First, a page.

The known relative permittivity is 18 for iso-propanol and 81 for distilled water. Thus, with the dielectric mixture formula, the 50% mixture in the outer compartment 102 should have a relative permittivity of 43.8. Because the phantom head 100 is filled with non-conducting fluids, only the relative permittivity is estimated. With reference to Equation 6, note that if the spatial variation of B1+ phase is slow, the phase terms in the numerator and denominator cancel out. As a result, the permittivity is approximately:

ɛr(x)-1ω2μɛ0{1B1+(x)2B1+(x)}(20)

Thus, the estimate is as follows:

ɛ^r=(i,j,k)-1ω2μɛ0Re{1B1+(i,j,k)(δ1(i,j,k)+δ2(i,j,k)+δ3(i,j,k))}(21)
where the partial derivative terms δ1(i,j,k) and δ2(i,j,k) are also calculated using only the magnitude of B1+.

The head phantom 100 may be imaged using a quadrature head coil having sixteen rungs and operating in quadrature transmit and receive modes. The head phantom 100 is aligned such that the central axial plane bisects the inner compartment 104 of the head phantom 100.

MRI data then may be acquired using, for example, Bloch-Siegert based B1+ mapping data, with a 3.0T MRI scanner, for three axial plane slices with the following parameters: FOV 24 cm, slice thickness 5 mm, spacing 5 mm, resolution 128×128, TE 30 ms, TR 800 ms. The B1+ maps 110 (+10 mm S/I direction shift), 112 (central axial plane) and 114 (−10 mm S/I direction shift) are shown in FIG. 7, with units in μTesla.

The B1+ data is then used in the calculation of relative permittivity. In one embodiment, at each pixel, the calculation results are accepted if the results are within the 1-100 range, and discarded otherwise. It should be noted that the estimate depends on the spatial variation of B1+. As can be seen, at 3.0T, sufficient B1+ variation exists to allow calculation of electrical properties. However, B1+ maps obtained may have additional noise terms that affect the electrical properties estimate. Accordingly, in various embodiments, the Laplacian is evaluated over a larger volume. In one embodiment, in order to estimate electrical properties of the central axial slice with only three axial plane slices, the Laplacian is evaluated on a larger in plane area, rather than in a larger volume.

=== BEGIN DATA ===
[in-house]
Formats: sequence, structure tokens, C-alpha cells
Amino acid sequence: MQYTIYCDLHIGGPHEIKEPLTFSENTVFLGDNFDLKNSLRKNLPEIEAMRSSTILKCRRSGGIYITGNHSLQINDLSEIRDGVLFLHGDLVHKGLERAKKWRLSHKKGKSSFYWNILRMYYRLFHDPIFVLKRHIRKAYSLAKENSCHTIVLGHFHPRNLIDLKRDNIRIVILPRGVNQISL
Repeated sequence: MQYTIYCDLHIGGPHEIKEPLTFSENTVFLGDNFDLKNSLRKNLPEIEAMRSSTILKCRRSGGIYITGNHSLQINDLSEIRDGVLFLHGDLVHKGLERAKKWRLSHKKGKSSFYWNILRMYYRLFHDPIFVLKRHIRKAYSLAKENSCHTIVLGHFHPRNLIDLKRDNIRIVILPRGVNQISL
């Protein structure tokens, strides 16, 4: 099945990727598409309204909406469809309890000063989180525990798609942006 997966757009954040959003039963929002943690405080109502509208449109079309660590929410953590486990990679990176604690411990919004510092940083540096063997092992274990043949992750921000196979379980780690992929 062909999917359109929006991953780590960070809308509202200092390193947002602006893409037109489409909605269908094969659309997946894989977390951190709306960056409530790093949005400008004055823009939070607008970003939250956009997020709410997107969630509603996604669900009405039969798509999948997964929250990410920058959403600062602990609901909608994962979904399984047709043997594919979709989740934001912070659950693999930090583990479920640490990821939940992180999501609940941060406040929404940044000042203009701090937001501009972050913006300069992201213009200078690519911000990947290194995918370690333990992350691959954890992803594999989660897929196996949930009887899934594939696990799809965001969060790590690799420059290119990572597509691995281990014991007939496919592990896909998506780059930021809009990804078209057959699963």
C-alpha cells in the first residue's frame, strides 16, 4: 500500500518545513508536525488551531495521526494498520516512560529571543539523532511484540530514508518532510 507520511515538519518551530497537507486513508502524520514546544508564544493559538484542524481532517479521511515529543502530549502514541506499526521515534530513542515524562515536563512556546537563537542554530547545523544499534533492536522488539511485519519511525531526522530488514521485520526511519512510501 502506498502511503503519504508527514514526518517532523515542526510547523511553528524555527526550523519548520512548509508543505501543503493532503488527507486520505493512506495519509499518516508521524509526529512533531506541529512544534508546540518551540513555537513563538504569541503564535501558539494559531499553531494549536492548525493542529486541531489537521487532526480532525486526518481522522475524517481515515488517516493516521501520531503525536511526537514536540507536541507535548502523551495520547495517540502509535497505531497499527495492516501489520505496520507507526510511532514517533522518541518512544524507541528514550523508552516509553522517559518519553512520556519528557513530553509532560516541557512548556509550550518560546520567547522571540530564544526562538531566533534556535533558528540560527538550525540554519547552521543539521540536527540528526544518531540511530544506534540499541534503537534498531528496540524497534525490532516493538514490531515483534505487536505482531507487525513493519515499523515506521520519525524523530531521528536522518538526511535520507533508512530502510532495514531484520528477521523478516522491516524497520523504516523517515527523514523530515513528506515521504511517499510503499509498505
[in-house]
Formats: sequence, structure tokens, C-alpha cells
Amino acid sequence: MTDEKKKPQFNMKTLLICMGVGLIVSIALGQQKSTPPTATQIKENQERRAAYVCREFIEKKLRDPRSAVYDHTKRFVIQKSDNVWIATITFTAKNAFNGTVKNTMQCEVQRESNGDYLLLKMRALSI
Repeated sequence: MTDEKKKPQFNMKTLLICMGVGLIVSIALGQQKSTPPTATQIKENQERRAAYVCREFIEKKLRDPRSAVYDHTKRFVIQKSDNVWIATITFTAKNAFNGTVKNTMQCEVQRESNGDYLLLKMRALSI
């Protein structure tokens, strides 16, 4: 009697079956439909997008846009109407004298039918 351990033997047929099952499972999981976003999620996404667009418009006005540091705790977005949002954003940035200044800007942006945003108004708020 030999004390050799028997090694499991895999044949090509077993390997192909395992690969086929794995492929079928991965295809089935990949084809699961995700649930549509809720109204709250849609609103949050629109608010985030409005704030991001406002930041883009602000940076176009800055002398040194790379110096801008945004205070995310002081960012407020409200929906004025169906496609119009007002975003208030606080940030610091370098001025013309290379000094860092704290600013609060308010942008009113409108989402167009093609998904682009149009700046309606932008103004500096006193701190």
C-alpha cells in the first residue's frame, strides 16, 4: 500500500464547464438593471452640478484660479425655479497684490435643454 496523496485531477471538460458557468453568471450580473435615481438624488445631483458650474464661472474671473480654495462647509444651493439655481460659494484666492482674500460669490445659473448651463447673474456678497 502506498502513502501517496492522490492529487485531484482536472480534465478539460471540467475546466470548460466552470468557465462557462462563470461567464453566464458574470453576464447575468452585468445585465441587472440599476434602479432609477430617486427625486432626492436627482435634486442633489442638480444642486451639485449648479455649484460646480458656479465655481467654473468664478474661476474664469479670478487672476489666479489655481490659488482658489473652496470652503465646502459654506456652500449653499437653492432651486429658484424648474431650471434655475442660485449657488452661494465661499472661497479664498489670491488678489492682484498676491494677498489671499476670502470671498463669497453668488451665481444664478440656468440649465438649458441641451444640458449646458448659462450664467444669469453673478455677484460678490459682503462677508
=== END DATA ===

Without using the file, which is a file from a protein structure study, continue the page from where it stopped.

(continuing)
In particular, an integer skip factor (sf=1, 2, 3, . . . ) is defined. Then, the x and y partial derivatives are estimated as:

δ1(i,j,k)=B1+(i+2*sf,j,k)-2B1+(i,j,k)+B1+(i-2*sf,j,k)4(sf*Δx)2(22)δ2(i,j,k)=B1+(i,j+2*sf,k)-2B1+(i,j,k)+B1+(i,j-2*sf,k)4(sf*Δy)2(23)

It should be noted that other methods may be used to generate the electrical properties data on a multi-slice scale and the equations above are merely exemplary. For example, different integer values instead of 2 may be used, such as 1.

It also should be noted that similar calculations for the z partial derivative can be performed when multiple axial plane slices are available or when B1+ data is acquired in a 3D volume. The calculated permittivity maps 120, 122 and 124, for skip factors 1, 2, and 3, respectively, are shown in FIG. 8. Thus, the images of the permittivity maps 120, 122 and 124 illustrate calculation with the Laplacian over incrementally larger areas (such as at 56 of FIG. 4).

In general, the relative permittivity estimates improve as the skip factor increases. However, when larger skip factors are used, poor or less accurate estimates at material boundaries may occur. As invalid estimates are discarded, the image boundaries get smaller and smaller. In one embodiment, the permittivity images for skip factors 1, 2 and 3 may be calculated and combined, namely combining the three images. At any given pixel, an average is calculated using only valid data points from the three images. In an alternative embodiment, higher skip factors may be estimated as follows: if a valid estimate is available from skip factor=3 image, this estimate is given preference over skip factor=2 image pixel and skip factor=1 image pixel; similarly, if a valid estimate is available from skip factor=2 image, this estimate is given preference over skip factor=1 image pixel. The resulting relative permittivity map 130 is shown in FIG. 9. The image shows the lower relative permittivity of the outer compartment 102 and the higher relative permittivity of the inner compartment 104 of the head phantom 100 (all shown in FIG. 6).